Banning Smart Phones In Government

Ban the smartphones
Ban the smartphones

Pic courtesy

‘Off with his head’ The Queen of Hearts shrieks the phrase several times in the story Alice’s Adventures in Wonderland. While serving in the Army, I have been witness to this phenomenon several times. They initially banned mobile phones, then mobile phones with cameras, now smartphones; interestingly they never reverted any of the previous bans. Banning the use of technological innovation is easier said than done. Successful technological innovations make life and work easier, those are precisely the reasons they are hugely popular.

Another ubiquitous innovation that governments have tried to ban in the office is the pen drive. Having identified that pen drives are a source of malware and data leakage, the grey heads who do not understand the implications banned it. I once saw a highly sensitive organisation which had warnings banning pen drives right at the gate using external hard disks on standalone computers loaded with Microsoft ! Now there are others in the process of banning USB’s.

What is actually needed is a framework to promote usage of secure smartphones. Given the large number of government employees, give any Indian technology entrepreneur an opportunity to realise ROI (return on investment) and a whole niche market to cater for this can be created.

Govt curbs smartphone use over hacking, data theft fears

| TNN | Jun 5, 2016, 05.59 AM IST

New Delhi: Concern over hacking and data thefts and vulnerabilities in communication systems has prompted the government to instruct bureaucrats in all central ministries and departments to use smartphones only as a last resort and in emergency situations to discuss sensitive official work.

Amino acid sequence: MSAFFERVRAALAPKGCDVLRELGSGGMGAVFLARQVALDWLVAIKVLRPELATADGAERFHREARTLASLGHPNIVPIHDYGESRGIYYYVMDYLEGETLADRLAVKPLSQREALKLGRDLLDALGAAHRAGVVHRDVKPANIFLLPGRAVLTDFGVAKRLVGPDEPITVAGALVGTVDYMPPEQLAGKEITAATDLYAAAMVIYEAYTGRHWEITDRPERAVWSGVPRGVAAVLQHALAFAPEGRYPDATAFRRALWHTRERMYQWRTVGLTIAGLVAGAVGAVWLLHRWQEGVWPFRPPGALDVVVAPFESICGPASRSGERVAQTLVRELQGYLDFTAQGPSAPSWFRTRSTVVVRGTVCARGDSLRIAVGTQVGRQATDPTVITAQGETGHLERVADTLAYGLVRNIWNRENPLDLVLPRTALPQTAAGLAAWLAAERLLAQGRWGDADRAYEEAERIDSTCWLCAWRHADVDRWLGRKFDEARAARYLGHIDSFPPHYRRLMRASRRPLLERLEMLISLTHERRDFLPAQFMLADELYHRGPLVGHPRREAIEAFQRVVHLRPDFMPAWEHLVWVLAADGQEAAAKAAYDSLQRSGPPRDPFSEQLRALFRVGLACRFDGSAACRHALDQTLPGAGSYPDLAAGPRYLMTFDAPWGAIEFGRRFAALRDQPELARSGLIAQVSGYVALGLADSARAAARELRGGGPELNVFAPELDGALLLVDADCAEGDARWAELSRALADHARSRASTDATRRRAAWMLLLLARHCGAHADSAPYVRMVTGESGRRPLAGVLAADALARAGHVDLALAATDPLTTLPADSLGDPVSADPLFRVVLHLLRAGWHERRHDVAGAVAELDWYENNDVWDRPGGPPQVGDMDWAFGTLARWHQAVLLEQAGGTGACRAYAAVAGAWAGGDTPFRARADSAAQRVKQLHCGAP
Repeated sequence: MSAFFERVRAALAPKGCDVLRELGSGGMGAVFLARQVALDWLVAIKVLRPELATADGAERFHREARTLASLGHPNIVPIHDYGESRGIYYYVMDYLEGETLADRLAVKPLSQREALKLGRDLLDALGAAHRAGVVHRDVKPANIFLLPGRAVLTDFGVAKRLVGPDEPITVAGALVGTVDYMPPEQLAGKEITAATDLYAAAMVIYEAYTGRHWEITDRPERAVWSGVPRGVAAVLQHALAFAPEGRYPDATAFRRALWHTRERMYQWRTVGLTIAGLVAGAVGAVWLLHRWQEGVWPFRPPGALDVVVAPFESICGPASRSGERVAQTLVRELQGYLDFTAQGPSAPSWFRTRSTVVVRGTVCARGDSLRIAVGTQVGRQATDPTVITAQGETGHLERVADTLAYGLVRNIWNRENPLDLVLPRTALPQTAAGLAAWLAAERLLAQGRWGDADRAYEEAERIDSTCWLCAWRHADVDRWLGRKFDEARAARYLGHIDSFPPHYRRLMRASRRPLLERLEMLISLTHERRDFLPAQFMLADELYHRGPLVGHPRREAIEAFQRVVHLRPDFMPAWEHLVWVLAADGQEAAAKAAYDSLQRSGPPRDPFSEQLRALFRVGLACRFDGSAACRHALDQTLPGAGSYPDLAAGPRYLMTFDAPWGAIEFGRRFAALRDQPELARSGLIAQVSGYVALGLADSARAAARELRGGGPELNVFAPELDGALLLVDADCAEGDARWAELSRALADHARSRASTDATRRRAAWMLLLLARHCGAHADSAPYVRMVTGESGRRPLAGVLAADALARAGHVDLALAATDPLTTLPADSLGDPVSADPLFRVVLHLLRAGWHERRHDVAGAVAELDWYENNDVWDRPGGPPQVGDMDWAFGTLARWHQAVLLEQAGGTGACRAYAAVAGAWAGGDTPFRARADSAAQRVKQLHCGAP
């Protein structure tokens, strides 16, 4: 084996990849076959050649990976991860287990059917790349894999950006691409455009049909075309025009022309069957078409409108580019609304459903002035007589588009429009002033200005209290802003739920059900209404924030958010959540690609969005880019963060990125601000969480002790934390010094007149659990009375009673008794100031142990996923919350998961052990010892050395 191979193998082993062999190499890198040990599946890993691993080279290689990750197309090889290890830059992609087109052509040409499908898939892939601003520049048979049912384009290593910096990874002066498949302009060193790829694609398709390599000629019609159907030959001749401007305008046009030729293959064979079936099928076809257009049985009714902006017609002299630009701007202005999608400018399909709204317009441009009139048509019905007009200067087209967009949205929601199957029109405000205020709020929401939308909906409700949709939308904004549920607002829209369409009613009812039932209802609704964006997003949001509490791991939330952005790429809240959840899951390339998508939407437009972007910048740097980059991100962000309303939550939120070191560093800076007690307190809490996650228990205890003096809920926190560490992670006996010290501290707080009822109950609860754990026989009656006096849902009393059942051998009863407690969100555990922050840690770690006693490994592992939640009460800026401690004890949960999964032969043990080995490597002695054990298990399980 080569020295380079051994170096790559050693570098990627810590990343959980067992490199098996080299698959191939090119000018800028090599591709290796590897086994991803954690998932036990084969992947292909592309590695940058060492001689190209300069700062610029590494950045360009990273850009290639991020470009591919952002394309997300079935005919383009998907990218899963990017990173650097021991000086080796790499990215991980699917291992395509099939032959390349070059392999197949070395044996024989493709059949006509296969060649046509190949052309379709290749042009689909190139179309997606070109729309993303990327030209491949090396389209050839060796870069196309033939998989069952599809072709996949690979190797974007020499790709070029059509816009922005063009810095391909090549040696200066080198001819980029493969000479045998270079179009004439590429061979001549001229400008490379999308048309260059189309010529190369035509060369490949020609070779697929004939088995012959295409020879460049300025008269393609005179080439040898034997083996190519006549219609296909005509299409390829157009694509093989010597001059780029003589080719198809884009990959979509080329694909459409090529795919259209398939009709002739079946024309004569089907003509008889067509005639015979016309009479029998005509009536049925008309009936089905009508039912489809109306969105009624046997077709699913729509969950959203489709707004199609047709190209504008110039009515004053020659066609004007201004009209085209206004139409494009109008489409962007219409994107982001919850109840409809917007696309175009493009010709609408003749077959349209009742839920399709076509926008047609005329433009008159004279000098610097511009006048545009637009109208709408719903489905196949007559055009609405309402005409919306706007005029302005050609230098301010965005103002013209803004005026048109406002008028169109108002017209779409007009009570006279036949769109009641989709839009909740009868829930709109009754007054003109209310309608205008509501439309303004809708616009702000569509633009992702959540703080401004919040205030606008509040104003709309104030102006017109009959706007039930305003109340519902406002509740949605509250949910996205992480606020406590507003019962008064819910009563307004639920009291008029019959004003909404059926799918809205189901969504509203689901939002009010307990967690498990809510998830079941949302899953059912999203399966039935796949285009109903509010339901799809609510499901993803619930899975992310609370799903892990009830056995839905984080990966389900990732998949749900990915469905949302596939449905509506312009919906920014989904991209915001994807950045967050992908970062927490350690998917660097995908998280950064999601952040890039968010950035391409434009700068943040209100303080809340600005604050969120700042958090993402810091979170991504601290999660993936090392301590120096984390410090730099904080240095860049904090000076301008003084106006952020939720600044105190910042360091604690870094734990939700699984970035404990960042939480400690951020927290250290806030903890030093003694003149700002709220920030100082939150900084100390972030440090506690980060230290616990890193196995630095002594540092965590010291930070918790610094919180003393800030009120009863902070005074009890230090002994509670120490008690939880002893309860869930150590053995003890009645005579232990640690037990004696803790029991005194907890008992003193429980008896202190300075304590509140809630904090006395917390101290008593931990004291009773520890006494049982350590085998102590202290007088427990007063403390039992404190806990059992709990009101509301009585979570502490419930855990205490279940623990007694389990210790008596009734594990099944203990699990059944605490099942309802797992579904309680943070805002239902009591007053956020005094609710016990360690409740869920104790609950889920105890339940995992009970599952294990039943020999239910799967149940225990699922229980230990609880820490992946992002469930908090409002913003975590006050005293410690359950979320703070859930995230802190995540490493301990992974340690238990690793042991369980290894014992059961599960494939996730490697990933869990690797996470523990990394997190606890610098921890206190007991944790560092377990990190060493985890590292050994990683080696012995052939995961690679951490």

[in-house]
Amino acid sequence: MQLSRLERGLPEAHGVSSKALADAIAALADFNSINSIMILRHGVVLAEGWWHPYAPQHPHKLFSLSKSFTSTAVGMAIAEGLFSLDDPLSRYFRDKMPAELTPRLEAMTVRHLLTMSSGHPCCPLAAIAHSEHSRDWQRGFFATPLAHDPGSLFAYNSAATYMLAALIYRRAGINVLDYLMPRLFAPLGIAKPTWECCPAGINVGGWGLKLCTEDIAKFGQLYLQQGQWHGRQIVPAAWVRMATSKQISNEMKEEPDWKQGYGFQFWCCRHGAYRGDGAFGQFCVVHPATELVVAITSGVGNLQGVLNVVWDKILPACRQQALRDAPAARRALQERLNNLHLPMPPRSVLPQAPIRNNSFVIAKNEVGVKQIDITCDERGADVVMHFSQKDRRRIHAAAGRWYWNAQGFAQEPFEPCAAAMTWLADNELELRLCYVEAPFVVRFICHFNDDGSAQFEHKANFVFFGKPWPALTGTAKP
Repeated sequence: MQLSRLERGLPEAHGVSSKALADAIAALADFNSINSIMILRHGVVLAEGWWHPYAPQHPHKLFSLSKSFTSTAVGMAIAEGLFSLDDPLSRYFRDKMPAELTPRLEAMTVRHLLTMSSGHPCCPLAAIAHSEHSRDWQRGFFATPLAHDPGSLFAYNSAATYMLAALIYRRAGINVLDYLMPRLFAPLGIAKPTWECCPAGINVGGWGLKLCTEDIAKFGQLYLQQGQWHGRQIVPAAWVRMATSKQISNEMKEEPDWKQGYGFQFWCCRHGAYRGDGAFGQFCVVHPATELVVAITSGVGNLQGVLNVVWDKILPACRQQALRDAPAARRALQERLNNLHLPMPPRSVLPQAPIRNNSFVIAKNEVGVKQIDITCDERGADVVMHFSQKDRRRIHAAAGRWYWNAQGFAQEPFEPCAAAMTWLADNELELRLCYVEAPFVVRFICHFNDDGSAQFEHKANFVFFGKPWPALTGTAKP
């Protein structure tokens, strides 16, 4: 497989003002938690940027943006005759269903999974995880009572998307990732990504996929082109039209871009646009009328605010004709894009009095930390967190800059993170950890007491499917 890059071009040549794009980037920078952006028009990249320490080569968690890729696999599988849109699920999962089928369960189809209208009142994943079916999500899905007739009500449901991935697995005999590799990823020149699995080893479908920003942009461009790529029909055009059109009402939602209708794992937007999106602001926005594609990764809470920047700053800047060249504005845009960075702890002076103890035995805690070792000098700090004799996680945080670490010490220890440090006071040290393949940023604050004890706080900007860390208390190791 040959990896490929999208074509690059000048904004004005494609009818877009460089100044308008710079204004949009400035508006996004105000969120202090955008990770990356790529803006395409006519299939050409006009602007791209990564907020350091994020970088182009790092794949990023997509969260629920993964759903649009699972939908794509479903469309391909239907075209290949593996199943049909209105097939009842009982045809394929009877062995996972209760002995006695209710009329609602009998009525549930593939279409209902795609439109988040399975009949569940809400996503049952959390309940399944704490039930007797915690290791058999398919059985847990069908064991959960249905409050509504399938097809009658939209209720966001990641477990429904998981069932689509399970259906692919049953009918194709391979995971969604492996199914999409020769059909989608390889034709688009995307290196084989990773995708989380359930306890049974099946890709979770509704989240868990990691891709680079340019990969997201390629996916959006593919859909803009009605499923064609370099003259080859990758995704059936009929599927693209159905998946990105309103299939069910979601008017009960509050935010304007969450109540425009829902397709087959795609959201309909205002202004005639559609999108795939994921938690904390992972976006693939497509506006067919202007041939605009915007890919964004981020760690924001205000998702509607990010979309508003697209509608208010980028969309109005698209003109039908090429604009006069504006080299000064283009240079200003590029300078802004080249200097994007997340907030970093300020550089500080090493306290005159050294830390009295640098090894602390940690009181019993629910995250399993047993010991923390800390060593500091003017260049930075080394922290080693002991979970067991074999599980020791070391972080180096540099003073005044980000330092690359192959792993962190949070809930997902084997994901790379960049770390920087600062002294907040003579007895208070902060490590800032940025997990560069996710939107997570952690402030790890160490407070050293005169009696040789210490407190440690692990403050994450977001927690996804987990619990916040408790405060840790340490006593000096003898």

Odd as the “restrictions” on use of smartphones may sound in a wireless world, a recent two-day session on cyber security in government offices saw ministry of home affairs (MHA) and central paramilitary brass being asked to stick to face-to-face meetings, RAX (a closed communication network connecting government offices) and landlines.

The officers were sensitised that smartphone is a far less secure device when it comes to dealing with official work due to the risk of embedded malware or spyware that may be downloaded along with certain applications and that these instruments are best avoided when discussing classified information.

The instructions have been reiterated not only for establishment pertaining to the MHA but also defence, external affairs and other sensitive ministries. “Though it is largely home and defence ministries that routinely handle matters that can directly impinge on national security, the norms for avoiding use of smartphones to process and relay sensitive information will apply to all government departments,” said an officer.

Hacking is a major threat to cyber systems and networks used in government offices not only in India but across the world. There have been several cases of Chinese and Pakistani hackers breaking into government of India websites, besides gaining access to official data. Internationally, many hacking attacks are known to originate from China, Russia, the US, Iran, Israel and even North Korea.
India has faced a consistently high level of cyber threat from Chinese hackers, many being students of technical institutes working with official blessings, whose targets range from government offices, commercial enterprises to admission lists in Army public schools.
Pavithran Rajan

Pavithran Rajan

Pavithran Rajan is an alumni of the National Defence Academy and was commissioned in the Indian Army in 1992 and served till 2013. He is on the Board of Advisors at the E Raksha Research Center; Gujarat Technological University, Ahmedabad and regularly consults for numerous organisations in various State and Central Government.

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